If you work as a dialysis provider long enough, you’re guaranteed to have some difficult conversations. Some of these conversations will be with family. Some of them will be with patients. Some of them will be with other care providers. No doubt the hardest conversations to have are the ones where you have to talk about running out of options.
Don’t get me wrong. There are lots of options when it comes to dialysis. For example, most patients can choose what method of dialysis they want to do and where to do it. There are treatment options that can be done in the comfort of your own home and there are treatment options that are offered in medical care settings. No matter what setting you choose there are still options.
Being a dialysis patient isn’t unlike any other chronic illnesses in that the longer you live with the condition the fewer the options there often are. Being a dialysis patient also isn’t unlike other chronic illnesses in that there will be complications. But what if some of the complications along the way were preventable? And what if some of those preventable complications reduce your options for continued treatment?
One of the hardest conversations I’ve had as a dialysis nurse was with a patient who was out of options for access placement if the one she was currently using failed. Unfortunately, she also wasn’t ready for the end of life. Let’s not forget dialysis is a life sustaining treatment and without it the patient will die.
Access placement is a necessary part of receiving dialysis treatments no matter what method of treatment you choose and has often been referred to as the patient’s lifeline. For the purpose of this conversation, we are going to focus on AV accesses used for hemodialysis.
There are three main types of accesses a patient can use for hemodialysis: an arteriovenous (AV) fistula, an arteriovenous (AV) graft, or a central venous catheter. Each access has complications and risks associated with it, but the AV fistula has the least and is the preferred option when possible, followed by the AV graft.
Dialysis providers are responsible for monitoring the patient’s access for things such as signs of infection, indications of failure, or indications of a potential complication. For the AV fistula and graft, the most common complication is the development of stenosis which if not treated proactively can lead to thrombosis. Thrombosis is an AV access complication that is often considered preventable since there are typically clinical indicators and surveillance data that indicate a problem is developing.
This is where we, as dialysis providers, can help our patients maintain the health and patency of their current AV access so that they don’t run out of options. It is our responsibility to use the best tools available to recognize potential complications and take action when appropriate. In fact, the fundamentals of access care have long told us that monitoring for clinical symptoms and using surveillance data will help detect access dysfunction that when treated can lead to a reduction in thrombosis and improved quality of care for our patients.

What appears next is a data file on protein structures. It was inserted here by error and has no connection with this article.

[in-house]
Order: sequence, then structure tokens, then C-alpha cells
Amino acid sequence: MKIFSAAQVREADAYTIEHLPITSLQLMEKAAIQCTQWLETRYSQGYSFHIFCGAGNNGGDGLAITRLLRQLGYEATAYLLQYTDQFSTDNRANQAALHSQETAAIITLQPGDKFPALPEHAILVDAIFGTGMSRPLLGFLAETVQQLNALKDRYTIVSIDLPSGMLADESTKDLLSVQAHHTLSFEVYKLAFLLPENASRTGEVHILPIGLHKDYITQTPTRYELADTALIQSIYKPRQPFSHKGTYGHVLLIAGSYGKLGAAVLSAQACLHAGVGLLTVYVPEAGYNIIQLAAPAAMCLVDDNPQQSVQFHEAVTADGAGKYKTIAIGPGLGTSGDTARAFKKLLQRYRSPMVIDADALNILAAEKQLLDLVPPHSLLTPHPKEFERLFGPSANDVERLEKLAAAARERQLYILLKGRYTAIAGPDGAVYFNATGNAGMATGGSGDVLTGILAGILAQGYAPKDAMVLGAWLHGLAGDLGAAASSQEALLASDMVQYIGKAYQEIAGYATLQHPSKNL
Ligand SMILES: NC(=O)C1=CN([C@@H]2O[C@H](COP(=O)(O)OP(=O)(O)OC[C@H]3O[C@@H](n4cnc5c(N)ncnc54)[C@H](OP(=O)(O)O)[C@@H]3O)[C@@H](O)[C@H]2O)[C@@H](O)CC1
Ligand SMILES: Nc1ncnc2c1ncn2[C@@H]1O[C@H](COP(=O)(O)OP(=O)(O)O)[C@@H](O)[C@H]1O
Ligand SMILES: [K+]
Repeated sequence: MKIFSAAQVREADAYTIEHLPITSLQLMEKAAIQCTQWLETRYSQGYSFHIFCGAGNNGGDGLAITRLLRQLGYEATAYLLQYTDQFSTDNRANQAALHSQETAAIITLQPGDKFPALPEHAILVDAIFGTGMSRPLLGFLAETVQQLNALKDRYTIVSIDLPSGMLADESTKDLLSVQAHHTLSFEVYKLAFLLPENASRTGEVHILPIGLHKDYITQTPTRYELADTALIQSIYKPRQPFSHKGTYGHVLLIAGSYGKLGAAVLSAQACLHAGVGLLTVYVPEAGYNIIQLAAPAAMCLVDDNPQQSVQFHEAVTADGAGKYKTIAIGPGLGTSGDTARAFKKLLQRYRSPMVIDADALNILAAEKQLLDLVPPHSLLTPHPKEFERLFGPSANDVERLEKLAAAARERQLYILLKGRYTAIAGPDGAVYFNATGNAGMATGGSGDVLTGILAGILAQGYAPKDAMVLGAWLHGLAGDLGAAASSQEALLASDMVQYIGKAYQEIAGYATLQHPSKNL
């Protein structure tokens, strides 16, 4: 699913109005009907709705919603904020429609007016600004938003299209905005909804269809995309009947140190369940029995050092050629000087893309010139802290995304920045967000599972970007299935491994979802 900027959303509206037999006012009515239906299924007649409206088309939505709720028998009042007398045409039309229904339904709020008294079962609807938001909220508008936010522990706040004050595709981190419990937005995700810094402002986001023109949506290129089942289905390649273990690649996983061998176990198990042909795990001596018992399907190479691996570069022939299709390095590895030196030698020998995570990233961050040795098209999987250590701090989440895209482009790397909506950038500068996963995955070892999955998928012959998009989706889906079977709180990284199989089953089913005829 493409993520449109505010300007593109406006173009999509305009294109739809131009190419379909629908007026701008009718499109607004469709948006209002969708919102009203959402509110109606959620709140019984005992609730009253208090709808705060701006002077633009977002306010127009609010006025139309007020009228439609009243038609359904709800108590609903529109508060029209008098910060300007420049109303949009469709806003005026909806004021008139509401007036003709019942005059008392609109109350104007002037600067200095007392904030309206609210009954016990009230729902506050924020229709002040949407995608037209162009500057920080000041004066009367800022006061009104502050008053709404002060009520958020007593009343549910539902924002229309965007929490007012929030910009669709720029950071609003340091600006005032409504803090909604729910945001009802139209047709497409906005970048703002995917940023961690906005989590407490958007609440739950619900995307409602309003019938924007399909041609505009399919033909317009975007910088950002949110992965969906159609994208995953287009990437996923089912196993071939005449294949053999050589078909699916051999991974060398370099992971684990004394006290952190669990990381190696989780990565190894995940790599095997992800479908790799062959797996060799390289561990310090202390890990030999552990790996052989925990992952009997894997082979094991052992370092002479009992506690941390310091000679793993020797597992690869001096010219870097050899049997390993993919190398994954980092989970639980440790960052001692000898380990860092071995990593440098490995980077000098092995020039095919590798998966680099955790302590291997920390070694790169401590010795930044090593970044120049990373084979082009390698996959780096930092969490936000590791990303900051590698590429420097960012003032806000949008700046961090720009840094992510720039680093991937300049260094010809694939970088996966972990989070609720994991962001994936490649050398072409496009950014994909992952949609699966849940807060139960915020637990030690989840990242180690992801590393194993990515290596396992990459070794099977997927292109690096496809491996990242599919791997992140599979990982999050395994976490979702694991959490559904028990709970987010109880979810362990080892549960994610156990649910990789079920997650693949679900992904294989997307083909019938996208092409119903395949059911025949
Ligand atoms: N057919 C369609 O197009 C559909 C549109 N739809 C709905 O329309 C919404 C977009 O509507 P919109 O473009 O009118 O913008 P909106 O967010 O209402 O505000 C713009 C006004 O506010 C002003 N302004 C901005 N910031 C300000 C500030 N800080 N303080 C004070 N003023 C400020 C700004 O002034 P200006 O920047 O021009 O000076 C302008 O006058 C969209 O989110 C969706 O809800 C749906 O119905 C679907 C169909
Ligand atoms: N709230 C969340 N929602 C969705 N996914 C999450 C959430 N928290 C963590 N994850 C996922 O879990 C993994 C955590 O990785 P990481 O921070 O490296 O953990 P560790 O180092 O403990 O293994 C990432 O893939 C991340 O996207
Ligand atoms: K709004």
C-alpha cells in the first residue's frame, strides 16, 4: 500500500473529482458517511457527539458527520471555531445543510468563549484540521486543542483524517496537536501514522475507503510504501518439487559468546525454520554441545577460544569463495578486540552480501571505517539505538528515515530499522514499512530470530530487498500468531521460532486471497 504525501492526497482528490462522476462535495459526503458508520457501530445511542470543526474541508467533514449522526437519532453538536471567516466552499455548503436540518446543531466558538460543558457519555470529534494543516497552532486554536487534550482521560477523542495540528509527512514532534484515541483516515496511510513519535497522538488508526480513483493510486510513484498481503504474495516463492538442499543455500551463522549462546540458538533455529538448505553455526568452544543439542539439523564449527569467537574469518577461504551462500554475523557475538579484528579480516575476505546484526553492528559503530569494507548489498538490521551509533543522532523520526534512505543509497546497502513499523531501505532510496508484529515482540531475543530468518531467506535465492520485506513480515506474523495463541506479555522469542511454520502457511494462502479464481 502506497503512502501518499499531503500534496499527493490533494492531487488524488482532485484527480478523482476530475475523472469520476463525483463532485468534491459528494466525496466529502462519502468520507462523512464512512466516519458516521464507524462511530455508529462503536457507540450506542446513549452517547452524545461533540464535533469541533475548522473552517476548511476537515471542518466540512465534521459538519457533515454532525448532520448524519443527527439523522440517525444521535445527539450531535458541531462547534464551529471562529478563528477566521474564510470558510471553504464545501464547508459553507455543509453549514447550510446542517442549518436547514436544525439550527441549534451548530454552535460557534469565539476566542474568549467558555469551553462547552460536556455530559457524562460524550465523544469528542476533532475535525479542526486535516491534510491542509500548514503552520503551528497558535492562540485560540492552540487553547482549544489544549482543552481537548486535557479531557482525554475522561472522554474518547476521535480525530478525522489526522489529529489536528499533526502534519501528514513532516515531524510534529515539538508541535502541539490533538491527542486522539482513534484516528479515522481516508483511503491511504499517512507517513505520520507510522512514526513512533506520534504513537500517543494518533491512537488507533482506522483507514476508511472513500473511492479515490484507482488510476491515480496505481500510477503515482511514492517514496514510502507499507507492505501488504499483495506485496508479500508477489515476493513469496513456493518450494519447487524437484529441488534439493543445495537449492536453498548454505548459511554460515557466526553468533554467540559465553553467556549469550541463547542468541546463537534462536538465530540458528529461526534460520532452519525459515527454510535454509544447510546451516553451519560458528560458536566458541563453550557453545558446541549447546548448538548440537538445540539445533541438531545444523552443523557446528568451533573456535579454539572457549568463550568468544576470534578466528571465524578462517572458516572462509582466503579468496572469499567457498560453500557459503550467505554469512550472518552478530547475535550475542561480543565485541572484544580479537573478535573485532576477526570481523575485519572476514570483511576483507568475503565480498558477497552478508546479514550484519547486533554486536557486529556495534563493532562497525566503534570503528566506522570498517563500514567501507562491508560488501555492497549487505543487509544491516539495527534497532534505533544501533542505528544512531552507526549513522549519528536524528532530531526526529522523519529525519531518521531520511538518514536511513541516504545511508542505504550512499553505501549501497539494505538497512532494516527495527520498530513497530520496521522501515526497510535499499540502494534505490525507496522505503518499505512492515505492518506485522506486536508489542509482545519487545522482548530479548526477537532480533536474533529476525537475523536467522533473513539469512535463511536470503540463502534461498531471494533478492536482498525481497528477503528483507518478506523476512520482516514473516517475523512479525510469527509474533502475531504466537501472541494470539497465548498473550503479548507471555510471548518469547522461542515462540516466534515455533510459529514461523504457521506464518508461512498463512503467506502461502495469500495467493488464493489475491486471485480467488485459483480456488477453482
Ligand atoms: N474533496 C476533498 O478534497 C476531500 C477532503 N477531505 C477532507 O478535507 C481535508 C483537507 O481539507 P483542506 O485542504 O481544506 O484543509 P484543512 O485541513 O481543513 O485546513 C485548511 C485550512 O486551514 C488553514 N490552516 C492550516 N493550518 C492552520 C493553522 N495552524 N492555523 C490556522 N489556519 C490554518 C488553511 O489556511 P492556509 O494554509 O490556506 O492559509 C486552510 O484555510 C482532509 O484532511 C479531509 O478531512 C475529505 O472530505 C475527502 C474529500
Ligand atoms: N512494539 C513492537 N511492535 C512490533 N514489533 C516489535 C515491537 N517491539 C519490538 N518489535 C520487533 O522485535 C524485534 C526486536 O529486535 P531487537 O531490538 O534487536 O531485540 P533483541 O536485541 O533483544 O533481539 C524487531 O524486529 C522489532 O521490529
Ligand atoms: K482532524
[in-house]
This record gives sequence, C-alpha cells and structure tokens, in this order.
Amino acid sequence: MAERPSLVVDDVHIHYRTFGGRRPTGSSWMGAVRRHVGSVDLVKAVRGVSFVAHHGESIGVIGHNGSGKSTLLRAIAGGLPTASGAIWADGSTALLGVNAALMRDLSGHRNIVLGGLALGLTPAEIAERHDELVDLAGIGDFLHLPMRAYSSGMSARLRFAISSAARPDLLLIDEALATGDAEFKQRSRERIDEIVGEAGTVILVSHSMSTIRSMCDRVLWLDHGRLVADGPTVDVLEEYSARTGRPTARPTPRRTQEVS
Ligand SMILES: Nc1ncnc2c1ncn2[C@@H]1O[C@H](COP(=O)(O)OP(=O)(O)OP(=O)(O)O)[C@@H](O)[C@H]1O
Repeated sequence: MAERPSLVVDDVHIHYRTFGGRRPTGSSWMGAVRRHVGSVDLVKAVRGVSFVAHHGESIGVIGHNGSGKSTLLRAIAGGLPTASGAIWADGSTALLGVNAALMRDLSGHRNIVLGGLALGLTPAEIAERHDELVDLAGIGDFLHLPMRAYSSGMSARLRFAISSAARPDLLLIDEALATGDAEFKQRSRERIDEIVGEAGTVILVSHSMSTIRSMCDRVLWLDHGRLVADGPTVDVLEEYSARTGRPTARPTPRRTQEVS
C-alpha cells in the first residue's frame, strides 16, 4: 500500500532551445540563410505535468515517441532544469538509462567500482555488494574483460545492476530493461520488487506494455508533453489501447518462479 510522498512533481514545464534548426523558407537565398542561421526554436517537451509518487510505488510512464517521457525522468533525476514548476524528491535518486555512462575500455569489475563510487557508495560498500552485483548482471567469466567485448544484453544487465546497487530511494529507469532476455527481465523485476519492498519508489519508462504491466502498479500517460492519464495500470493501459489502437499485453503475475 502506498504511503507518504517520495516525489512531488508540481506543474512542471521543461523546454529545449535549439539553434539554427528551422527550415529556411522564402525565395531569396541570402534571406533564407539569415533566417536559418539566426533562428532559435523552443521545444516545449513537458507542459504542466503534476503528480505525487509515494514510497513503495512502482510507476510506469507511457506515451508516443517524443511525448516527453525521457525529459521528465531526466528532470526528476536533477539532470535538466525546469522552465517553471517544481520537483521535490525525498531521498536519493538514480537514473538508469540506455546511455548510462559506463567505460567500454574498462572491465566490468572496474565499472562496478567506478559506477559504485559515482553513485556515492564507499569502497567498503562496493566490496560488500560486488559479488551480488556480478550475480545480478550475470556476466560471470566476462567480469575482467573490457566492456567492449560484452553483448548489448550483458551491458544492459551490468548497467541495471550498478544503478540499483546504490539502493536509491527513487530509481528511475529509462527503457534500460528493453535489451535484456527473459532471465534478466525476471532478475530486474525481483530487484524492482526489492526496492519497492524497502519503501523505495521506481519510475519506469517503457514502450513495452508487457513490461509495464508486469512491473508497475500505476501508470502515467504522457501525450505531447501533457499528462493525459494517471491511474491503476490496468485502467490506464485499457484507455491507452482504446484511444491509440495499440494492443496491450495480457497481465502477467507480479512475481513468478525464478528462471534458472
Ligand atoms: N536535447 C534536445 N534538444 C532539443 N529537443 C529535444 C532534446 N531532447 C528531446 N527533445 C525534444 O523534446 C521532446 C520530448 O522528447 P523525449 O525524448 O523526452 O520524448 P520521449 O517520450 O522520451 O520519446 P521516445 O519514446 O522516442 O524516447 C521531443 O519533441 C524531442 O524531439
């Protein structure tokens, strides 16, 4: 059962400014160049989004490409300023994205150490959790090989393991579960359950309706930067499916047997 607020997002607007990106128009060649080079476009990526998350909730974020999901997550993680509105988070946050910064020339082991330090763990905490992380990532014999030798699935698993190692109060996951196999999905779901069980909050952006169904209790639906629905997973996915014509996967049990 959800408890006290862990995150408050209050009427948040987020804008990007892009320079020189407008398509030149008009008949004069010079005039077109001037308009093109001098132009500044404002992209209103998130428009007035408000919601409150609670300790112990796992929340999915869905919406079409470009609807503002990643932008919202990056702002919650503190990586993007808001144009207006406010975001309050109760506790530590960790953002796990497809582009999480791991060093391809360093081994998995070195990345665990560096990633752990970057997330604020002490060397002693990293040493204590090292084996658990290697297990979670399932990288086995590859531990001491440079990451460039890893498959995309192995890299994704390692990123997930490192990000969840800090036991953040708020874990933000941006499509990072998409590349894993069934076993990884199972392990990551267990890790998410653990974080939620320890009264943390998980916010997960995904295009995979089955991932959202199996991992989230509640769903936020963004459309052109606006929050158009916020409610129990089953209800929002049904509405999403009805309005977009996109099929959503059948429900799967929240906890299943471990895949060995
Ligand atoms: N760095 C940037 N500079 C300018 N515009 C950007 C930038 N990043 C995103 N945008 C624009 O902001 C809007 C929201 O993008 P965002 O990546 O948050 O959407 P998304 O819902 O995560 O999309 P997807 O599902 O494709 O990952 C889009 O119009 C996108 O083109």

Vasc-Alert surveillance reports have been highly recognized as efficient tools to identify patients whose accesses are at risk of complication allowing providers the ability to refer the patient for access evaluation and treatment before it’s lost to thrombosis. Vasc-Alert users have reported that they are often able to identify trends in the surveillance data that alerts them to a developing problem before some patients even begin to present clinical symptoms.
Vasc-Alert has two main prioritization reports: the number of alerts for each patient and the access risk score. Alerts are issued when a patient has consistently elevated intra-access pressure measurements. The access risk score is a triage approach and uses a 1 to 10 scale to identify the patients with the highest risk of complication based on multiple factors found in the treatment data such as intra-access pressures, achieved blood flow rates, and characteristics of the access. Below are some examples of each of these Vasc-Alert reports.
Venous Access Pressure Ratio Trend
Higher scores indicate higher risk of access complication.
Triage List with Access Risk Score
The closing question you should ask yourself is are you using all the best tools available to ensure the best care for your patients? Don’t let your dialysis patients run out of options. Vasc-Alert can help you identify accesses at risk and reduce thrombosis events so that your patients’ fistulas and grafts can last longer and they can achieve quality dialysis treatments.